Financial Planning

The Bizarro World of recession investing

Opposite The bank where you keep your money is on fire. It's looking, in fact, like it might collapse. People are pouring out any exit they can find, running for their lives.

And you? Why, you walk straight throught the front door and give a bunch of cash to the nearest teller.

Sounds crazy, right? You bet ... unless the fire is a recession and that bank is your 401(k).

Retirement accounts are being devoured by the economic downturn. The last time I found the cojones to check my 401(k), the balance was down by at least 30 percent. It's painful to watch, and many investors are doing anything they can to stop the bleeding. Some have stopped contributing. Others are moving that money to less risky investments.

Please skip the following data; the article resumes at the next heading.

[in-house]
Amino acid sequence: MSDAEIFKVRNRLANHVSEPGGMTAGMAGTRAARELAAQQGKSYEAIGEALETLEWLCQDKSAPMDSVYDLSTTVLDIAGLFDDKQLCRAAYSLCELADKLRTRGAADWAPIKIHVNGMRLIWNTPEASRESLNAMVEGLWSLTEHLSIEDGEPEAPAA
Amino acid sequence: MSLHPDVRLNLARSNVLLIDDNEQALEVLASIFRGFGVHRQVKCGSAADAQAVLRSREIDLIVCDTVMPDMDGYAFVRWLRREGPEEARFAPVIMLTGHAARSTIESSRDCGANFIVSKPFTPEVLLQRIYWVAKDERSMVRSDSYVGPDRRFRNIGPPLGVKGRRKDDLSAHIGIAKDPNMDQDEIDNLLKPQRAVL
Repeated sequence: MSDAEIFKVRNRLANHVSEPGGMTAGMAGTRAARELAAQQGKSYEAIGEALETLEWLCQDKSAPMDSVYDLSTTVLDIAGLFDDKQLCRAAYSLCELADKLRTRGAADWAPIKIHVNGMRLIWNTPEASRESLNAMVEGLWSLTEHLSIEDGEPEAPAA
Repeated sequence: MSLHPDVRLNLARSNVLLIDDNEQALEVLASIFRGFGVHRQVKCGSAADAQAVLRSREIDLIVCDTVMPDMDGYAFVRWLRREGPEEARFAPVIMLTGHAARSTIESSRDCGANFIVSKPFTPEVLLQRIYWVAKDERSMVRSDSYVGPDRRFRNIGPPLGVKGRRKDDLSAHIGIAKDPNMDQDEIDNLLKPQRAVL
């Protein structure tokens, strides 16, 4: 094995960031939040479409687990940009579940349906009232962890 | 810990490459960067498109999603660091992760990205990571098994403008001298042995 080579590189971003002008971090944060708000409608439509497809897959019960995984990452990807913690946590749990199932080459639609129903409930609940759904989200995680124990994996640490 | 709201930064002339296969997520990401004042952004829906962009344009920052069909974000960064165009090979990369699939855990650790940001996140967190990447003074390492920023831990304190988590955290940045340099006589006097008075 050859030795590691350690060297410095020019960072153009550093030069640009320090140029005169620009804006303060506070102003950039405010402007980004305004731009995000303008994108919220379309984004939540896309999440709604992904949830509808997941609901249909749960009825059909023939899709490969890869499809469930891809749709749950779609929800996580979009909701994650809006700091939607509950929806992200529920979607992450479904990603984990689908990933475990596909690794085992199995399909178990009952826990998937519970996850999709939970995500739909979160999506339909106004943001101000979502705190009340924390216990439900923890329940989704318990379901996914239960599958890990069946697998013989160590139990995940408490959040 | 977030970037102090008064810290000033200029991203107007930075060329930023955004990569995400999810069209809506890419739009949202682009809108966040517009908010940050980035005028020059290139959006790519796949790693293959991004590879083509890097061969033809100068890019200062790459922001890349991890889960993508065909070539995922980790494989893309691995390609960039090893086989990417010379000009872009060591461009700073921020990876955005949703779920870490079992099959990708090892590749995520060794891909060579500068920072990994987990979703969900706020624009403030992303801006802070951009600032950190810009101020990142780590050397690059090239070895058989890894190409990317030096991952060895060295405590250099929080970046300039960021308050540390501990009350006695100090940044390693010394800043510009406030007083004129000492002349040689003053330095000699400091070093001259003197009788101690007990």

Bad moves, says Katy Marquardt. In fact, in this U.S. News and World Report article, she says the best thing you can do these days is put even more money into your 401(k).

"Although your account balance is shrinking, now is actually a good time to be boosting your 401(k) contributions, since you'll be scooping up stocks on sale," Marquardt writes. "Try raising your automatic 401(k) paycheck deduction by just a percent or two, and make up for it by cutting down on discretionary expenses. No, you won't get much instant gratification, but consider it a future gift for yourself."

That's just one of four tips Marquardt offers for investing extra cash during a recession, and it's a good one. Check out the rest of her advice, then tell us: Are you putting more or less money into your 401(k) these days?


Bill Sheridan